Action Comics #1010 // Review
Lois and Clark go undercover in Action Comics #1010, by writer Brian Michael Bendis, artist Steve Epting, colorist Brad Anderson, and letterer Josh Reed. Leviathan makes a few more moves in this issue, but there’s something about the whole thing that feels… light.
DEO Director Bones is debriefed by Kate Spencer, but quickly realize something is awry. “Kate” isn’t who she appears to be and she leaves him having what seems to be a heart attack. Clark and Lois make their way to London as Amanda Waller and Jimmy Olson snipe at each other in the Fortress of Solitude. Back in London, Clark and Lois meet Tiger, an agent of Spyral, and try to find out what’s going on before one of Leviathan’s monsters attacks. Superman takes care of it and comes back to find Tiger and Lois gone.
This comic is actually an entertaining book, but it feels short and light. There’s a decent amount of events happening in it, but none of them feel like they have any weight. It’s bizarre. It doesn’t help that the tone goes from deadly serious in the beginning with Director Bones and “Kate” and then gets super lighthearted with Clark and Lois having a Peter Pan moment in London. Tonally, the book is all over the place, really. At one point, there’s a full page spread alluding to the mission that Clark and Lois created their agents of Spyral identities for, and it’s a cool moment, but it doesn’t really fit the tone that this story has been setting up. It feels like for every serious moment in this book, there’s another downplays it and takes away from what’s happening on the page.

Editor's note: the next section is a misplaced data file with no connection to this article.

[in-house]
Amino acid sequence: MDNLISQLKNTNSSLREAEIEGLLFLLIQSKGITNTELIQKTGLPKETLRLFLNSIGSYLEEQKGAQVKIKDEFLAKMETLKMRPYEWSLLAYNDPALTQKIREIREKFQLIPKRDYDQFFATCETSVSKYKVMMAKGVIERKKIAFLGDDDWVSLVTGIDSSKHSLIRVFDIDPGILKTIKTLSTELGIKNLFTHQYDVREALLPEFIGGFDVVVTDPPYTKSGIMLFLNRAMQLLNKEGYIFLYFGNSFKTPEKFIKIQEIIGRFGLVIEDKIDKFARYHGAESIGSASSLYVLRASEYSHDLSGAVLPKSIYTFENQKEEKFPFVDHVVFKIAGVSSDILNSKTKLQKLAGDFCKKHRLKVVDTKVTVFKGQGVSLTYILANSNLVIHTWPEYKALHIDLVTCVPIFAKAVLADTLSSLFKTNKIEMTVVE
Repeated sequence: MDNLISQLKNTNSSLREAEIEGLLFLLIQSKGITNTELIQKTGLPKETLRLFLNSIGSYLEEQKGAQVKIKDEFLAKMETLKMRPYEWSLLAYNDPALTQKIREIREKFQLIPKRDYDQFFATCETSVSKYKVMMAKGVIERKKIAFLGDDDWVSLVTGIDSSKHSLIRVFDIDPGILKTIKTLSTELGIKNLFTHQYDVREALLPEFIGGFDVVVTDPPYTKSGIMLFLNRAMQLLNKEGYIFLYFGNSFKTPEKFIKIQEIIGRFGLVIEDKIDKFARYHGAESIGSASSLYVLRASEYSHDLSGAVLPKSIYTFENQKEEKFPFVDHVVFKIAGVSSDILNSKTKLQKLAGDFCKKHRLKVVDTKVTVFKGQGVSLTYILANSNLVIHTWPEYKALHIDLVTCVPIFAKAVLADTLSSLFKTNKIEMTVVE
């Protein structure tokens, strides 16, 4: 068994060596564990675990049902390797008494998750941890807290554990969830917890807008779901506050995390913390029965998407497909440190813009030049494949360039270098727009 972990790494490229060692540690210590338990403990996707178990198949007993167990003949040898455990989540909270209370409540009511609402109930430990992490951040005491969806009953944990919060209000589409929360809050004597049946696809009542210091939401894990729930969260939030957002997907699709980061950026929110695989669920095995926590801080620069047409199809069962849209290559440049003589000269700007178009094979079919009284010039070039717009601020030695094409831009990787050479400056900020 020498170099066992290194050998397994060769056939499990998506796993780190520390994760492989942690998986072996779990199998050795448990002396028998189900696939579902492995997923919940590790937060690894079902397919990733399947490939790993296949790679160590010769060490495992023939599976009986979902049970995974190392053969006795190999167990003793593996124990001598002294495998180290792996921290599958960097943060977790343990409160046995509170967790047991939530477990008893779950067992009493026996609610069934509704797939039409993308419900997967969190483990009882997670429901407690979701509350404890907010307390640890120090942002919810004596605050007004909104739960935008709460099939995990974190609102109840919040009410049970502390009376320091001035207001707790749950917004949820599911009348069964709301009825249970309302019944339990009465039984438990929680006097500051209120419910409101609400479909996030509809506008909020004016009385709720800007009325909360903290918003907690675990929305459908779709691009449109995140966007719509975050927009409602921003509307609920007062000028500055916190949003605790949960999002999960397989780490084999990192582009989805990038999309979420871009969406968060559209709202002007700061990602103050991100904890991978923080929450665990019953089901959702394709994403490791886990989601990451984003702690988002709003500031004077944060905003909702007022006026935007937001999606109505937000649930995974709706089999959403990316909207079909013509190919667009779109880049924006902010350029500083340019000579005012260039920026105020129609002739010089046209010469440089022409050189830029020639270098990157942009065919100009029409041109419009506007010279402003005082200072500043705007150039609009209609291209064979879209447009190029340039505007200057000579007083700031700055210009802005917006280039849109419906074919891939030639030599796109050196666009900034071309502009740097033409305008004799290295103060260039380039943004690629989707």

The fact of the matter is a lot of things happen in this issue to sell the Leviathan storyline, from Bones being taken out to the disappearance of Lois and Tiger to Superman tackling one of Leviathan’s exploding monsters. It moves the plot forward and even the tonally awkward moments are fun, but when it’s all added together, it’s not the sum of its parts. It’s all empty calories.
Steve Epting’s art is the best it’s been so far. His line work is strong and sure, with little of the detail deficiencies that plagued it in earlier issues. The significant action setpiece of the chapter - Superman confronting the monster- is a series of wonder two page spreads. Throughout the issue, Brad Anderson uses shadows a lot to give things a more brooding feel but also lightens things up when it’s needed.
Action Comics #1010 is a strange beast. It’s tonally all over the place, but it’s still a crucial issue with a lot happening. The way it jarringly shifts from deadly serious to light-hearted hurts it a lot. It feels like Bendis couldn’t decide what he wanted the book to be, so he kept changing it around, maybe hoping that the lighter moments would make up for the darker ones. While the lighter moments are entertaining, they feel almost like an affectation, and that takes away from the book. The art team turns in some dynamite work, though, and that helps a lot. All in all, this would be a better comic if Bendis could pick a tone and stick to it. As it is, this one never feels as important as it should.